I just meant that, if it was too fast for you to think of using a stopwatch yet it was a 'visible' delay, then that would fit in with that sort of time constant. Any quicker and you'd not spot it at all. 10ms is the period of flashing of a mains filament bulb (UK @ 50Hz) and you can only just see flicker. I would have thought that the eye could pick up on several times that time period. Perhaps 100ms would be a more likely value for the threshold of perceiving the decay. But it's only a ball park figure and could give you an idea of just how good your capacitor is. You could also work out the probable capacitance if you could measure / estimate the thickness of the film (measure many thickenesses and divide by n, rather than trying just one thickness) Look up the formula for a parallel plate capacitor and can calculate the area of foil (double it because it's a rolled sandwich) you can also find the relative permittivity of the PVC. See what agreement you get. It won't be very close because the spacing will be far from uniform inside the roll - but don't worry. Even a vague agreement will be satisfying (as in calculating the Mass of the Universe lol).

mathsciguy
Well, the problem is, what I'd like to do is compute for the dielectric constant experimentally so It'd be good if I could get an accurate result for calculating the resulting capacitance with a dielectric. Also, the last time I tried it with a 3V potential difference, the voltage drops straight to about 0.90~80V which is quite lesser than the 1/e of the initial value.

I guess I'd try doing it with the valve meter now and look at what figures I can get.

Science Advisor
Gold Member
Well, the problem is, what I'd like to do is compute for the dielectric constant experimentally so It'd be good if I could get an accurate result for calculating the resulting capacitance with a dielectric. Also, the last time I tried it with a 3V potential difference, the voltage drops straight to about 0.90~80V which is quite lesser than the 1/e of the initial value.

I guess I'd try doing it with the valve meter now and look at what figures I can get.

You have chosen a very difficult experiment if you don't have some fairly specialist electronics equipment, I'm afraid. If you want to 'measure' the dielectric constant, you will need to have a capacitor with a removable dielectric (to compare C with air and with dielectric). That means it needs to have an air gap so it will need to be self supporting. The mechanics dictate that it must have a pretty low capacity (small area and relatively large spacing) so you would need to measure RF characteristics and not just 'discharge'. That's because the time constant in any circuit will be in the order of microseconds rather than nearly a second.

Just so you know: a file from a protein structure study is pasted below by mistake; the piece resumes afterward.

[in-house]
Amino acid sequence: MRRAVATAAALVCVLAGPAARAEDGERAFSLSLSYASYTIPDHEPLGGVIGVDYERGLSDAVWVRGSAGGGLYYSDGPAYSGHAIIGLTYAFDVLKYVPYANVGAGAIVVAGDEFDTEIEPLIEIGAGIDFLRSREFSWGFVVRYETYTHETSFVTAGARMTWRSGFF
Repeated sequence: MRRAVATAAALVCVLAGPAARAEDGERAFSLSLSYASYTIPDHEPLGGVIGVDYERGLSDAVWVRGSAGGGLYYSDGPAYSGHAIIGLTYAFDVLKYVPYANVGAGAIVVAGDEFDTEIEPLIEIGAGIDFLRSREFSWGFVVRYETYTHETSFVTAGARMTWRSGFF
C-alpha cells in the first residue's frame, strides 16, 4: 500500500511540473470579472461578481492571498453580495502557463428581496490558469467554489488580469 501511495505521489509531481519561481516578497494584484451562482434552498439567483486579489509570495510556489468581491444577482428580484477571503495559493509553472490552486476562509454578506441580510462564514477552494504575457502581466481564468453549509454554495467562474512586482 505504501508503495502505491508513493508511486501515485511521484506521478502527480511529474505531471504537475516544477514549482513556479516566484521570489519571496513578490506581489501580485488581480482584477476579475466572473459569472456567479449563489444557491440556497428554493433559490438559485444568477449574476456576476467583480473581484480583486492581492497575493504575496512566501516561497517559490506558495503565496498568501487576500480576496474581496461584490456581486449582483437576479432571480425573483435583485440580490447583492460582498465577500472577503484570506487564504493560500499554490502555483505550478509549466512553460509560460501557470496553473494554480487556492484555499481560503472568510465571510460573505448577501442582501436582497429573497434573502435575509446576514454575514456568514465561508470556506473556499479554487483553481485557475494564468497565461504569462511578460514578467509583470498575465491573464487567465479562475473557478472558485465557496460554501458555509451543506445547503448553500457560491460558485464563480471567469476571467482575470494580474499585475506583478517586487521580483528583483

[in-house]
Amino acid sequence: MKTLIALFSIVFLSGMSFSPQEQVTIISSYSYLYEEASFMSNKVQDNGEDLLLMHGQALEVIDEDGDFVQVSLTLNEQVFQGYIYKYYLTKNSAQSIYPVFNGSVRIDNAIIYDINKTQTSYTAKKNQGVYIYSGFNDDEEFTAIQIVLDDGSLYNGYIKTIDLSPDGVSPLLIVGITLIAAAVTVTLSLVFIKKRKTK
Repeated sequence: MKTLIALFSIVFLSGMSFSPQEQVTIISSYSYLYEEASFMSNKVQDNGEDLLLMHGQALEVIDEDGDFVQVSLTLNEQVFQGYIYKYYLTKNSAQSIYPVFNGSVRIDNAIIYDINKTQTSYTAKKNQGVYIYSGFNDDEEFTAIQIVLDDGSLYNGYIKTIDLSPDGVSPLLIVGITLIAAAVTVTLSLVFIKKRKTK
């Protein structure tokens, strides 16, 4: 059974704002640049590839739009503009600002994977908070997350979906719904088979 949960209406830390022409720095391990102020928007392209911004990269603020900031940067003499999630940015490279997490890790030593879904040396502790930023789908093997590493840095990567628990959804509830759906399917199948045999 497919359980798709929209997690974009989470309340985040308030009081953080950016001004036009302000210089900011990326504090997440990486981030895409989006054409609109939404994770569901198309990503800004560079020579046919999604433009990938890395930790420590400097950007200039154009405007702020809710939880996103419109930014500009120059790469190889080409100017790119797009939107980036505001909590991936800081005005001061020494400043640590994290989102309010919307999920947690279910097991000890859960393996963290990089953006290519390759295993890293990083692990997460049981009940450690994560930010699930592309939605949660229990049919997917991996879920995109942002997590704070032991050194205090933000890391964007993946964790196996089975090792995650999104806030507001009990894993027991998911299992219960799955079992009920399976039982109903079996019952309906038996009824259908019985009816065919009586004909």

It's definitely not a kitchen table top job.

That means your time constant must be much less than 100ms.

mathsciguy
You have chosen a very difficult experiment

Yes, I have realized this the hard way, one of the reasons I'm playing with the idea of doing theoretical work (I don't know on which field yet). Doing experiments just isn't my thing, at least for now that's how I see it.

Thank you Sophiecentaur, you have given me so much insight on this, I'd still probably continue the experiment some other time, though, with proper equipments and supervision.

Last edited:
Science Advisor
Gold Member
Actually. I only said it was hard if you don't have access to the equipment. All you need is an RF bridge - or equivalent - which you would expect to find in any RF electronics lab. Then you could easily measure the capacity of a suitable air-spaced capacitor, prior to inserting your dielectrics. It's just not a DIY exercise. But that applies to many practical experiments and it shouldn't put you off the idea of experimenting. Grab any opportunity for practical work. I think you are far too young to be saying that any aspect of learning "just isn't my thing". If you want an insight into any part of Science, it will involve the analysis of practical results and, if you have even an inkling about how they were produced, you have a great advantage. It's much easier to smell a rat and question data if you know how it was obtained - even if someone else can get it for you in less time or cheaper.